Cancer Chemotherapy and Pharmacology

, Volume 67, Issue 4, pp 967–969

Durable remission after treatment with very low doses of imatinib for FIP1L1-PDGFRα-positive chronic eosinophilic leukaemia

  • Grzegorz Helbig
  • Andrzej Moskwa
  • Marek Hus
  • Jarosław Piszcz
  • Alina Swiderska
  • Alina Urbanowicz
  • Małgorzata Całbecka
  • Ilona Seferyńska
  • Małgorzata Raźny
  • Marek Rodzaj
  • Ewa Żuk
  • Sławomira Kyrcz-Krzemień
Open AccessLetter to the Editor

DOI: 10.1007/s00280-011-1582-3

Cite this article as:
Helbig, G., Moskwa, A., Hus, M. et al. Cancer Chemother Pharmacol (2011) 67: 967. doi:10.1007/s00280-011-1582-3

To the Editor,

The exquisite response to imatinib mesylate in patients with chronic eosinophilic leukaemia (CEL) harbouring the FIP1L1-PDGFRα (F/P) fusion transcript has been well documented [14]. In the up-to-date largest multicentre study, all 27 patients with detectable F/P mutation achieved complete haematological and molecular remission after imatinib therapy and have remained in continuous remission after median of 25 months [2].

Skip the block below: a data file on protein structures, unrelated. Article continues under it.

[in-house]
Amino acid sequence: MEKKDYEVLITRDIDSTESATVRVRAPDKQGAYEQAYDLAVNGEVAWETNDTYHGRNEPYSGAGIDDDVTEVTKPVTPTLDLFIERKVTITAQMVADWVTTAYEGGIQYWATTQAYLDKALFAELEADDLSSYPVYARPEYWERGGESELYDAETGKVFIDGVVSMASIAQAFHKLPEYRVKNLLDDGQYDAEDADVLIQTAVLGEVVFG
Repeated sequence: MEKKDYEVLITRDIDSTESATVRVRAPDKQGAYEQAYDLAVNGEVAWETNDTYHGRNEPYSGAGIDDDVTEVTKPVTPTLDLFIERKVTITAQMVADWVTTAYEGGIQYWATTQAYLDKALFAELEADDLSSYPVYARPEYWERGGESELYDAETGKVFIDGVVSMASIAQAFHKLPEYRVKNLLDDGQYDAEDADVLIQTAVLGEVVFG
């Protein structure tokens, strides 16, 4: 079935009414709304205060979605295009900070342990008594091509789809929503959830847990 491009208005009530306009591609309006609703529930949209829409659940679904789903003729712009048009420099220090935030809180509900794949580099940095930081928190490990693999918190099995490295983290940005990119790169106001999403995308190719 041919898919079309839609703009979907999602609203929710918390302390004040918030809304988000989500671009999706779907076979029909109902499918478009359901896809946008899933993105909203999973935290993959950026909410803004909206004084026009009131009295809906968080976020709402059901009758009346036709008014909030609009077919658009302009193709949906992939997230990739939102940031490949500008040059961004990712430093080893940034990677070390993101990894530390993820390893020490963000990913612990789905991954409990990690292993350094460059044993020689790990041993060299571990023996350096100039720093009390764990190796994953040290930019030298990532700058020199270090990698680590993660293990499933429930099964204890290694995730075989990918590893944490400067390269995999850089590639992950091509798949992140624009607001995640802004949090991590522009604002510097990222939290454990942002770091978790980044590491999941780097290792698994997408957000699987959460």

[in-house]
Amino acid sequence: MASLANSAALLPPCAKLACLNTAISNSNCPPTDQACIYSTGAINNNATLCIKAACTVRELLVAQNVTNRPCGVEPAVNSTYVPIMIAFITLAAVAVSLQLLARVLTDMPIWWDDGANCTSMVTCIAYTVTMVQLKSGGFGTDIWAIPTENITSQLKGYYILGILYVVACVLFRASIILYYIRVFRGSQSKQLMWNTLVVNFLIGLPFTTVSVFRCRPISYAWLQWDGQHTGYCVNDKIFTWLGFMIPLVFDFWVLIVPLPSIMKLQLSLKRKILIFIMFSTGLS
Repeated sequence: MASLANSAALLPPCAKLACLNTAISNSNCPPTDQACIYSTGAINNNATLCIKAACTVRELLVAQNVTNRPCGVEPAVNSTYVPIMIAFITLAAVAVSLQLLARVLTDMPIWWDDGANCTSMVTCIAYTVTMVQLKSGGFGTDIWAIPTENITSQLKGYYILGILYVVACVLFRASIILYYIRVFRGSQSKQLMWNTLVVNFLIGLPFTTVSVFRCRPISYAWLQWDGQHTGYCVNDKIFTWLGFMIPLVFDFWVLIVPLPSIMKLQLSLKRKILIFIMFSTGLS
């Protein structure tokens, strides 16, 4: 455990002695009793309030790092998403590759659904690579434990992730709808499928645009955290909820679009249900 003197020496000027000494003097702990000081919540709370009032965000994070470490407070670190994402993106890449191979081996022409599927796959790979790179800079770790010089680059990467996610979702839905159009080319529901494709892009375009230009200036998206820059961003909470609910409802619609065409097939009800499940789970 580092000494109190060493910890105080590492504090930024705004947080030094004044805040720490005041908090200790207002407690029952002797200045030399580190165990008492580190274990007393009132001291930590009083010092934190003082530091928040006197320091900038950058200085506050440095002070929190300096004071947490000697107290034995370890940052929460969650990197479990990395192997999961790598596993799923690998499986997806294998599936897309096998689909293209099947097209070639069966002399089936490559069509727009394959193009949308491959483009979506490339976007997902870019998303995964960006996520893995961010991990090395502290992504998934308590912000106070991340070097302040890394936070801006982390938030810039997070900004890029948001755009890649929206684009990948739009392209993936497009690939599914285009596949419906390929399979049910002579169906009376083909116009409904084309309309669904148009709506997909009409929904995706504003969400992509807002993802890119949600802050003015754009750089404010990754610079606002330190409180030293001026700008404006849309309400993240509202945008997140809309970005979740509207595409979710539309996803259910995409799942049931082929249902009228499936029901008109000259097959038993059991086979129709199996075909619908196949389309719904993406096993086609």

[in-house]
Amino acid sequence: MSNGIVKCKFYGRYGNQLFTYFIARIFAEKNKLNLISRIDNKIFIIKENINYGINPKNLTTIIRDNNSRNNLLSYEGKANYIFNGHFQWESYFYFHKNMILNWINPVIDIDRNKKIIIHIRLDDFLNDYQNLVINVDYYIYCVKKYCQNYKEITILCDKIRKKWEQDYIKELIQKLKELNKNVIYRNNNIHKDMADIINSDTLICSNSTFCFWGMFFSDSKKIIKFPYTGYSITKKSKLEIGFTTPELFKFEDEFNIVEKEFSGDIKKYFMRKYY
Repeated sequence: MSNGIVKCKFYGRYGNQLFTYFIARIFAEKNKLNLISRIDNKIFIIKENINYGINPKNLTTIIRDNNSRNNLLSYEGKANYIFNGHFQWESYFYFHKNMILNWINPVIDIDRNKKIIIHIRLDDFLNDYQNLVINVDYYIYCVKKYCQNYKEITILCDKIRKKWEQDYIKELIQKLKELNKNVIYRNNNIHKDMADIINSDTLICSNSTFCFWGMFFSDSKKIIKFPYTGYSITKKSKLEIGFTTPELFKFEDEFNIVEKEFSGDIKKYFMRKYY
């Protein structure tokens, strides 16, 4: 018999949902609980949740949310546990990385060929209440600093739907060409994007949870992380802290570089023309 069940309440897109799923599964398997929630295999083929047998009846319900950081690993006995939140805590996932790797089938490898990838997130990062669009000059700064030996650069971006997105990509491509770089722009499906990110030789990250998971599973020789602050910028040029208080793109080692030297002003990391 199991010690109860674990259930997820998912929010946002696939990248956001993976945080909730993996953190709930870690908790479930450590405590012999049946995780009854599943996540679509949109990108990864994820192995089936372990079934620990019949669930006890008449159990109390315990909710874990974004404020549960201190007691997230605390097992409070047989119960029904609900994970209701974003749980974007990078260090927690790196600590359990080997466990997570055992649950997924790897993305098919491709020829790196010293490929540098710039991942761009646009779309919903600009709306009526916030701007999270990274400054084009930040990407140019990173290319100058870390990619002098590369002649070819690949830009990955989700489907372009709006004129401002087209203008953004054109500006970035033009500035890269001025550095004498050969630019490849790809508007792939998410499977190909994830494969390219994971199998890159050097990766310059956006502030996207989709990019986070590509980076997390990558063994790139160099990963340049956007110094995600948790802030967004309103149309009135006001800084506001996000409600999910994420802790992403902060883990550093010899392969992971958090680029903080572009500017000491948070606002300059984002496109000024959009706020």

The initial daily doses of imatinib ranged from 100 to 400 mg in a majority of published reports, but maintained imatinib doses were not fully established [2, 5]. It was also demonstrated that imatinib dose reduction or temporary discontinuation was associated with molecular and clinical relapse [6, 7]. Additionally, single cases of imatinib-resistant F/P-positive CEL have been reported [8].

As the response rate after imatinib is close to 100%, the current issue is (1) to establish a minimal effective imatinib dose needed to remission maintenance and (2) to evaluate the duration of imatinib response.

Recently, we reported on high efficacy of weekly imatinib schedule in 13 F/P-positive CEL patients. Imatinib at weekly dosage seemed to be sufficient to maintain haematological and molecular remission with a median of 21 months of follow-up in this studied subgroup [9].